The new Lizard edition has a very good image - perhaps the best I have seen. It is one DVD9 and one DVD5 and appears (from the screen captures) far superior to both the Criterion and RusCiCo. It again shows the cropping on the Criterion and that the CC edition has weak contrast. I was expecting to find Edge enhancement but it seems clean. It is sharper, brighter and the best contrast. Unfortunately this is the 'cut version' and is only in Russian with no English subtitles, but it is quite gratifying to know that another version could be available to us with such sterling quality. Colors are different, and may possibly be the most accurate. Its hard to know for sure, but they are more vibrant. If you are very familiar with the film, and want the "cut version" the Lizard print is the way to go... even if its just for the visuals. Let's hope this ignites a fire to get a strong print "cut version" for English language audiences soon.

From Andrey Diment:

I admit, "sharp" may not be the right word. Still, a problem does exist. Contrast edges (on the Lizard) look washed out a little, kind of Gibbs effect... A good example is the Idiot Girl capture - splashes and the girl's hair look more natural on the Criterion capture.

*************************

These two DVDs were made from different prints of Andrei Rublev. There are at least 4 version that I am aware of and the RusCiCo is a "cut version" where the Criterion is the "Director's Version" (also referred to as the 'Scorsese version' as it was with his efforts that it was snuck out of Russia). This makes a comparison all the more interesting. Both films are valid versions, both of great film historical value - both from Tarkovsky's hands. The jury is still out on what version Andrei actually preferred.

On the image quality, the Criterion displays a softer, warmer image, in comparison to the grittier harshly contrasted RusCiCo version. The Criterion is sharper. It also has more accurate colors hues in the limited sequences that have colour at the end of the film. Probably the biggest disparity between the two images is in the aspect ratio. The Criterion is cropped on various sides at different times. It is not consistent, but this is only in comparison to the RusCiCo which may also have some image placement manipulation. The RusCiCo has other issues though. It is slightly out of ratio with characters appearing slightly slimmer and taller. The RusCiCo image has some contrast boosting in spots and dampens its own detail because of this. This borders on visible edge enhancement. The Criterion is an easier winner in this category regardless of the fact that the RusCico is anamorphic and the Criterion is not. The Criterion Rublov looks as if the source element was overexposed by about 1 stop throughout - perhaps the Scorsese print is an 'answer print'.  It appears as if there is not enough shadow detail and it looks like perhaps Criterion tried to compensate for it by slightly boosting the luminance. Criterion has used a similar effect in many of their recent transfer of ilsm to DVD.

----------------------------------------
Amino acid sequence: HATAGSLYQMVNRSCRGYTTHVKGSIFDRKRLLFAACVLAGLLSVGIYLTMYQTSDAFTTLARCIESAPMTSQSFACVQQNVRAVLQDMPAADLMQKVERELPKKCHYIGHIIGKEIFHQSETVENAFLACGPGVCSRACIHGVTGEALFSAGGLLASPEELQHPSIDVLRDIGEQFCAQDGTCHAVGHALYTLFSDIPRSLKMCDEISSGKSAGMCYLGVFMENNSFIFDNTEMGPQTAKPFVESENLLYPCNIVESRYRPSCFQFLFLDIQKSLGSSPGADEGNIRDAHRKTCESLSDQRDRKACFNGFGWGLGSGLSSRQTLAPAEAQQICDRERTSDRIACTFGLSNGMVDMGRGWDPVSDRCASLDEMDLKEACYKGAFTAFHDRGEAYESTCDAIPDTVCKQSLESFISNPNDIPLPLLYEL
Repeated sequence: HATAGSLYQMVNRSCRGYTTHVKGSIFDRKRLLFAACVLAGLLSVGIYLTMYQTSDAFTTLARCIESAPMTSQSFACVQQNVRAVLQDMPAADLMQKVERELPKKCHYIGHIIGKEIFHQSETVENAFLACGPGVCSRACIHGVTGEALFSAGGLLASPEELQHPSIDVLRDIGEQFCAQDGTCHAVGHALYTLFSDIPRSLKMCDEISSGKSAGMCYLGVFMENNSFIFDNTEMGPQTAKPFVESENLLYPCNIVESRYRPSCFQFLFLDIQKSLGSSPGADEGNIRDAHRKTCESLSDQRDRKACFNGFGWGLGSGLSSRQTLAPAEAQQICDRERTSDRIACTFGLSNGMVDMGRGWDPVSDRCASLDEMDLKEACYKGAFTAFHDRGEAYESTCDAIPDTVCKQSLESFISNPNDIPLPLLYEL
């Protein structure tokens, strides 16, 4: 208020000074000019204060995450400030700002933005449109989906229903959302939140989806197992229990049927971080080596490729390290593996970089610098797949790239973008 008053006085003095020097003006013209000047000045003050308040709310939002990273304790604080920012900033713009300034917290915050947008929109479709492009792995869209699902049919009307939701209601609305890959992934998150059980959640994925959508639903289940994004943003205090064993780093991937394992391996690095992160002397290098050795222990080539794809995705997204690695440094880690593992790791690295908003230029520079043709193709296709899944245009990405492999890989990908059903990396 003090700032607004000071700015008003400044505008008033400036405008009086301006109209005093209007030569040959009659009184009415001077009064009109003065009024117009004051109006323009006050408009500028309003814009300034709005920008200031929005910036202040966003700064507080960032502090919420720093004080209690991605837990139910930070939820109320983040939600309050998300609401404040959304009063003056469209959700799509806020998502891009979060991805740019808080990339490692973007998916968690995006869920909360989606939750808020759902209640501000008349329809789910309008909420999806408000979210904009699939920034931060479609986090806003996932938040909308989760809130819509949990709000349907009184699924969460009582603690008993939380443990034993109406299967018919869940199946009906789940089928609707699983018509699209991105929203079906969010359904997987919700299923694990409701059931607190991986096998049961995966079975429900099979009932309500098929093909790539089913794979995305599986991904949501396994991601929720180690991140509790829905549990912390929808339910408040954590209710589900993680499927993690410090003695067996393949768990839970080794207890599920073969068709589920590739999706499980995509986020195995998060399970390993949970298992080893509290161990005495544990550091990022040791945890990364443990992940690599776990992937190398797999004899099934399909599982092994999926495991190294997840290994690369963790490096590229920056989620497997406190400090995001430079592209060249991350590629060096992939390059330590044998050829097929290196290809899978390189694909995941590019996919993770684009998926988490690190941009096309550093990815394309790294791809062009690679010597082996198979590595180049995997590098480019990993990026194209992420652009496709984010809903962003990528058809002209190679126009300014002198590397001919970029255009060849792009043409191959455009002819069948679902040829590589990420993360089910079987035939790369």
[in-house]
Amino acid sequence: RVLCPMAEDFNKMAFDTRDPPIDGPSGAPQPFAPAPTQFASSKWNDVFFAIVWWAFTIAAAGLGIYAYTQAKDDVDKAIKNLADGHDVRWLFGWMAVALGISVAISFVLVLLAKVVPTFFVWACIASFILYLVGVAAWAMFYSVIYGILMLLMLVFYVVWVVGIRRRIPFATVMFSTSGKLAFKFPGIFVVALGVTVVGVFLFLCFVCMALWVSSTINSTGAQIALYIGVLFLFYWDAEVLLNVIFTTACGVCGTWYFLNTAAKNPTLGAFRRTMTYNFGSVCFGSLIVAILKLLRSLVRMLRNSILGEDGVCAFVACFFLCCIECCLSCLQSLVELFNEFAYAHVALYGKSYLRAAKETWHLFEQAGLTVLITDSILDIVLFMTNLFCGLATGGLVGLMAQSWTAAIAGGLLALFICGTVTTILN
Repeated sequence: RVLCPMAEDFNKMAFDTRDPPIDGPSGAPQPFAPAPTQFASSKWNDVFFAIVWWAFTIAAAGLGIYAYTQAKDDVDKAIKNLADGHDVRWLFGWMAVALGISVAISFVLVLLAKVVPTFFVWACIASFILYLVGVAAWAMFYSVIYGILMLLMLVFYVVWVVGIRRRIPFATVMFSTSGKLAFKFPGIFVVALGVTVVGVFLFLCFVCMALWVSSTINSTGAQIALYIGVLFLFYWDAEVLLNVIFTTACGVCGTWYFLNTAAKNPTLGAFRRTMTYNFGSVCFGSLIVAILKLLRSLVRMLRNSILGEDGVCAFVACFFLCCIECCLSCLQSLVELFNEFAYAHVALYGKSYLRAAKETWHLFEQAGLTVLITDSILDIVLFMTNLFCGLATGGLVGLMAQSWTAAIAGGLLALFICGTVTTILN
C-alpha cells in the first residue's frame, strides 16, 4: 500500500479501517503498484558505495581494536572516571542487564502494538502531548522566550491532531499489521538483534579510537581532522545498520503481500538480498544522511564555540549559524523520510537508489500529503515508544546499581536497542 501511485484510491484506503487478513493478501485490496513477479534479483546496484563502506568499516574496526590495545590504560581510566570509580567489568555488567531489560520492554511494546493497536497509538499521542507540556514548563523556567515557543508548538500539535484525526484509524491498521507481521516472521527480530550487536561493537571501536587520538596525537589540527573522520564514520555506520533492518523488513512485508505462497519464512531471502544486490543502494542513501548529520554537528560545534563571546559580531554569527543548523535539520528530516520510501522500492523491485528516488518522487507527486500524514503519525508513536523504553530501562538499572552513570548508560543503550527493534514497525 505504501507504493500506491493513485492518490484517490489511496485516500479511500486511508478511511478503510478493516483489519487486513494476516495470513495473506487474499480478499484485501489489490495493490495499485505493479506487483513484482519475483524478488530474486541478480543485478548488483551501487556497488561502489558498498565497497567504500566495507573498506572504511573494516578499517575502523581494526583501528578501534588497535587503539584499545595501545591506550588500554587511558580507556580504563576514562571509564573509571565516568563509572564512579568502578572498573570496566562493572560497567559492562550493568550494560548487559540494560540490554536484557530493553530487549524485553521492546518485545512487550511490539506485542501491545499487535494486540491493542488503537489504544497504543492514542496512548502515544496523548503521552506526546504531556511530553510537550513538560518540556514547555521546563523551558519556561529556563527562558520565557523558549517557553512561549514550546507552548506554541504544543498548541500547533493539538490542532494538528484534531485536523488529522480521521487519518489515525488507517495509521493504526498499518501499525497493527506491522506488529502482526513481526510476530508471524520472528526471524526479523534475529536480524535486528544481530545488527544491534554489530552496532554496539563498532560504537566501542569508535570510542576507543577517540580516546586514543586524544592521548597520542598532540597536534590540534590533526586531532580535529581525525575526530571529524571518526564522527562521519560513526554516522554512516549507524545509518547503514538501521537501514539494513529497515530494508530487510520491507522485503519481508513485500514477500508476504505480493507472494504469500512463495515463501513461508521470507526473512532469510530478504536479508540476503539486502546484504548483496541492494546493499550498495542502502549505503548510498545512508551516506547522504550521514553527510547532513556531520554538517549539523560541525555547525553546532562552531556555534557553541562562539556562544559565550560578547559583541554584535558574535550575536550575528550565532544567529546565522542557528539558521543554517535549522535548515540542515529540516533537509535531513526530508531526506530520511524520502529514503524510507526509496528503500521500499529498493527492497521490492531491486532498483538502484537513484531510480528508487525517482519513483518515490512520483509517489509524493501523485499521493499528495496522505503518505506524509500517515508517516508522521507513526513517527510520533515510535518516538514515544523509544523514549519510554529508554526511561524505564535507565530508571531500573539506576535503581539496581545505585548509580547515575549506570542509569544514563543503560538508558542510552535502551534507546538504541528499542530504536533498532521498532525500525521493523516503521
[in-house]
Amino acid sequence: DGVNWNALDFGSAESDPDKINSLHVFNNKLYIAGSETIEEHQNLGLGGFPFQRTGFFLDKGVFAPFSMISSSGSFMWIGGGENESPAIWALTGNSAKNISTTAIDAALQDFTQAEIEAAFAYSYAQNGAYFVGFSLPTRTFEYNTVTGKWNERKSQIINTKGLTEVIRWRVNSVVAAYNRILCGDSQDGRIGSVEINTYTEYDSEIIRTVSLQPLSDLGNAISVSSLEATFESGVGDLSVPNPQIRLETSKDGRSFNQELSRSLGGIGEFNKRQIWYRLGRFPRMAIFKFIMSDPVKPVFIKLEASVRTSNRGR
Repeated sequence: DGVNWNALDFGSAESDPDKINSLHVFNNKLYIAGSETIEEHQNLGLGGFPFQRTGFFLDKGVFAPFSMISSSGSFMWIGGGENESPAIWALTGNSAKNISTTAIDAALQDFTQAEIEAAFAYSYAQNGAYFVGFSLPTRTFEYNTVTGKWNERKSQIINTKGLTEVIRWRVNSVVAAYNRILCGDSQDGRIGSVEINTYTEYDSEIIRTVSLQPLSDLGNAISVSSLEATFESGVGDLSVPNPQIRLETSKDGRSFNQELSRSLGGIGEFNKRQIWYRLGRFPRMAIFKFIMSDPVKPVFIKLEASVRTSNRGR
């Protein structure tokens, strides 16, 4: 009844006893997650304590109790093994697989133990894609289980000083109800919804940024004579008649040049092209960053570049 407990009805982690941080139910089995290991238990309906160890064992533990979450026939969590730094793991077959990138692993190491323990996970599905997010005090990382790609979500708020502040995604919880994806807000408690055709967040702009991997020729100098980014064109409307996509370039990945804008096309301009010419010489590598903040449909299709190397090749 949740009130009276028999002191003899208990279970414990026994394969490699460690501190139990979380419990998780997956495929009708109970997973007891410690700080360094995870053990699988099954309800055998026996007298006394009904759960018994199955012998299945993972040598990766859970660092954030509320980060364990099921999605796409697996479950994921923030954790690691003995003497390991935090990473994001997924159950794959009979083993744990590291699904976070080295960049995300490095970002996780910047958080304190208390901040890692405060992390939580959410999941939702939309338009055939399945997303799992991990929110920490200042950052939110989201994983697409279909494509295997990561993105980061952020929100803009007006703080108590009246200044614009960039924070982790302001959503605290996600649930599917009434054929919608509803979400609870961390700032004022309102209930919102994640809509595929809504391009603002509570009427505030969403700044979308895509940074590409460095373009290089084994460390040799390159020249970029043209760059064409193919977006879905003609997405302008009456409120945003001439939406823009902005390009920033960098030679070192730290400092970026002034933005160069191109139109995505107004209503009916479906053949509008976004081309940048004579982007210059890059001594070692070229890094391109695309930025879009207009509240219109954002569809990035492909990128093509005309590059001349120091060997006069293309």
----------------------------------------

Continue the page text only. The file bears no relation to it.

In the sound department, the RusCiCo have bumped the original mono track to a 5.1 Dolby Digital track. Although this sounds wonderful for Home Theatre aficionados, it is not accurate for the context of the director presentation of the film. The RusCiCo should have given the original mono as an option. The RusCiCo also has a French voice-over available  in place of the original Russian as an option.

Although the Criterion has a wonderful commentary track and rare Tarkovsky interview, the RusCiCo has a multitude of extensive Extras Features, many of which remain quite buried within the text screens of the filmographies. It is pretty hard to say one is better than the other in this category, but I would lean towards the Criterion, but suggest that true fans of the film may want both versions simply for the Extras. 

The Criterion menus are much cleaner and easier to navigate. Because the RusCiCo has a stipulation not to sell or rent this DVD on any former territories of the USSR, it has made set-up very cumbersome and confusing. The menu system seems designed simply to avoid any ability to watch this DVD without subtitles unless you have the French Voice-over on. Many of the extras features are displayed with a hard to distinguish, poorly colour -coded font.